Returning to Amateur Radio

Here at Essex Ham, we sometimes receive requests for help from people who are looking to get back into the hobby after a break, in some cases for as long as 30 years. To try to help, we’re putting together this page of notes on what’s changed. All suggestions and questions appreciated to help us build this up into a useful page.

What’s changed?

  • The new licensing structure, which launched in 2002:
    • “Foundation” (callsigns starting with ‘M3’, ‘M6’ and ‘M7’) – Maximum 10 watts
    • “Intermediate” (callsigns starting with ‘2E0’ and ‘2E1’) – Maximum 50 watts (all bands)
    • “Full” (‘G’ callsigns, plus ‘M0’, ‘M1’ and ‘M5’) – Maximum 400 watts
  • The new ‘lifetime’ licence, which replaced the old BR68 in 2006
  • Morse code is no longer required for access to HF
  • Various changes to the bandplans, including access to more of the 70cms and 40m bands
  • No more requirement to maintain a logbook
  • Use of CTCSS tones for repeater access – 1750Hz toneburst is being phased out, so whistling won’t work on many repeaters!
  • New data modes, such as JT65 and PSK31
  • New voice modes, such as D-Star and DMR (digital voice)
  • Internet technologies, such as Echolink, online logging tools, electronic QSL cards
  • New bands – 470kHz and 5MHz available to Full licence-holders only – NoV required.
  • New hardware – such as software defined radios (like the £10 Realtek dongle) and cheap £25 2m/70cm handhelds (such as the Baofeng UV-B6)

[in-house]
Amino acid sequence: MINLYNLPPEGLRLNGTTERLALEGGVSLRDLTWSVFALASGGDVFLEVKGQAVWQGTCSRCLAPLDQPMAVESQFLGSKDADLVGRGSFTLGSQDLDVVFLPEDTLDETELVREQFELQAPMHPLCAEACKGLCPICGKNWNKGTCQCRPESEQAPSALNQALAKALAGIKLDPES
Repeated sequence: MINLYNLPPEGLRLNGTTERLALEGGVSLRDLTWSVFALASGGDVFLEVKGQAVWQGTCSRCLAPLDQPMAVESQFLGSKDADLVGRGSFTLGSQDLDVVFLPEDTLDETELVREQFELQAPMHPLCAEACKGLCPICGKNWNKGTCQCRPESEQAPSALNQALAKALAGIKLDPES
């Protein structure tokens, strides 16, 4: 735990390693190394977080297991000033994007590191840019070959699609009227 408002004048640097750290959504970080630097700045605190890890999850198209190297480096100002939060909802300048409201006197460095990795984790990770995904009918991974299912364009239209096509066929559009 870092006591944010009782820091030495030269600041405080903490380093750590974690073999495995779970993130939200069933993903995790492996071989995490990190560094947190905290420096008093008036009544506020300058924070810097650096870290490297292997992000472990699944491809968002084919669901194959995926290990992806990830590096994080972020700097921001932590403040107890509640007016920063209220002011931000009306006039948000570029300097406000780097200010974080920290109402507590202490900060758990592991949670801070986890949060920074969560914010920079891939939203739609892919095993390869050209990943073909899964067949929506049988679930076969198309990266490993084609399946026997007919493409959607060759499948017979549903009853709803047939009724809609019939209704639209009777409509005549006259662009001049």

• The QRA locator system has been phased out – Maidenhead Locators are now the preferred locator.

Anything I’ve missed? Let me know!

The following short video, used to recruit new amateurs, might be of interest as it shows the hobby as it is today, plus what’s involved in getting a licence today:

Renewing your licence

For information on re-activating a lapsed licence, see our guide: Reinstating an amateur radio licence

Amateur Radio in Essex


Your questions?

This page was written by me, Pete M0PSX. I’ve only been in the hobby since 2010 – everything is still new to me, so I need help from those with more years on the ham radio clock than me to help make this page useful.

Anything you’d like to know, or think I should add? Please add a comment below to help us to build this page into a useful resource.

Related Links


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